Finding the Right Prostate Cancer Diet

Studies Point to Protective Role of Vegetables, Risky Role of Eggs

Medically Reviewed by Louise Chang, MD on February 15, 2008
From the WebMD Archives

Feb. 15, 2008 (San Francisco) -- Men: Take off the skin!

That's the advice of U.S. researchers who found that poultry and eggs double the risk of prostate cancer progression.

"But when we broke it down, the increased risk was confined to poultry with the skin on and eggs," says June M. Chan, ScD, of the University of California, San Francisco.

The study of about 1,250 men treated for prostate cancer also showed that orange and yellow vegetables, such as squash, yams, and carrots, and cruciferous vegetables, such as broccoli, cut the risk of recurrence by about half.

Fruit and fish did not appear to help prevent prostate cancer from returning, Chan tells WebMD.

The study results were based on data from CaPSURE, a national registry of men with prostate cancer.

Though the findings need to be confirmed in other studies, Chan says that they held up even after the researchers took into account other factors -- such as age, weight, and exercise -- that can affect prostate cancer risks.

"If you eat chicken or poultry, eat it without the skin," she advises.

Pomegranate Juice Protective

The study was presented at the Genitourinary Cancers Symposium, presented by the American Society of Clinical Oncology (ASCO) and two other cancer care organizations.

Other research reported at the meeting pointed to the benefits of pomegranate juice and lycopene in preventing prostate cancer progression.

Five years into a study testing the benefits of pomegranate juice, UCLA researchers report that an 8-ounce glass a day continues to keep prostate cancer recurrence away.

UCLA researcher Allan Pantuck, MD, and colleagues enrolled 46 men in a study funded by the owners of POM Wonderful Co., the maker of the pomegranate juice used in the study. The men all had rising PSA (prostate-specific antigen) levels after cancer treatment; all drank 8 ounces of pomegranate juice every day.

As a measure of progression, the researchers looked at the time it took PSA levels to double. The faster PSA levels double, the sooner a man is likely to see prostate cancer return.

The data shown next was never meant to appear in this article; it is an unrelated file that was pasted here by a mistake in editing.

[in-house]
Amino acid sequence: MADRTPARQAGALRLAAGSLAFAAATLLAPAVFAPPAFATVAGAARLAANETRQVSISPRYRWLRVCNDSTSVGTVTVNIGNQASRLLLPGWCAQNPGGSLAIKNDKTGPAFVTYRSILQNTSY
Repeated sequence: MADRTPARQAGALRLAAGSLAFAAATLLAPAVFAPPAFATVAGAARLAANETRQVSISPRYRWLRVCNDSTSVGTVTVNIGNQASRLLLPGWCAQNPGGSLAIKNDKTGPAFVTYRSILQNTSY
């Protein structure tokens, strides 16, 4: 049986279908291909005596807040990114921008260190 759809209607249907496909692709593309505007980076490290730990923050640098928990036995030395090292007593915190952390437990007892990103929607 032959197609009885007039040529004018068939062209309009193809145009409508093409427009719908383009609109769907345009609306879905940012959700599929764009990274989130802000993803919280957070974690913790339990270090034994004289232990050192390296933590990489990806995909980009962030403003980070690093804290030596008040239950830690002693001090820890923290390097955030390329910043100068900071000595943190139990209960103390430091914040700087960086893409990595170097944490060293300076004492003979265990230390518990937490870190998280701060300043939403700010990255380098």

Original results of the study, published in 2006, showed that the men's overall PSA doubling time was nearly four times slower after they began drinking pomegranate juice.

Pantuck says that when the study was scheduled to end, a lot of the men didn't want to give up the pomegranate juice. So its design was amended and men were allowed to continue consuming their purple drink.

As of August 2007, 17 men had been followed for an average of 58 months. Their PSA doubling time is now nearly five times slower than before they started drinking the juice, Pantuck tells WebMD.

"There's a very durable improvement," he says.

The researchers are now enrolling men in a major clinical trial that will pit pomegranate juice against placebo.

Tomatoes Fight Prostate Cancer

A third study presented at the meeting suggests that lycopene -- an antioxidant found mainly in tomatoes and tomato products -- can cut the chance that prostate cancer will spread.

The researchers gave 45 men with cancer confined to the prostate either no supplement or lycopene supplements for four to six weeks. The supplements contained 15, 30, or 45 milligrams of lycopene.

While the study was too short to determine if lycopene lowered PSA, "we did see evidence that lycopene, at both the 30-milligram and 45-milligram doses slows cell proliferation," says researcher Nagi Kumar, RD, of the Moffitt Cancer Center in Tampa. Cell proliferation is a sign of tumor growth and spread.

Last year, a major study of lycopene in 28,000 men made headlines when it showed that lycopene had little impact on prostate cancer risk.

It contradicted earlier research suggesting a protective role for lycopene.

Chan says that she's still a believer. "My reading of the literature is that on balance, lycopene-rich products such are tomatoes are likely to have benefit," she tells WebMD.

ASCO spokesman Alan Pollack, MD, PhD, a prostate cancer specialist at Fox Chase Cancer Center in Philadelphia, stresses the importance of a balanced diet.

"I generally tell my patients, 'What is good for your heart is good for your prostate,'" he says.

Show Sources


Genitourinary Cancers Symposium, San Francisco, Feb. 14-16, 2008.

June M. Chan, ScD, associate professor of epidemiology, biostatistics and urology, University of California, San Francisco.

Allan Pantuck, MD, associate professor of urology, UCLA

Nagi Kumar, RD, Moffitt Cancer Center, Tampa.

Alan Pollack, MD, PhD, ASCO spokesman; Fox Chase Cancer Center, Philadelphia.

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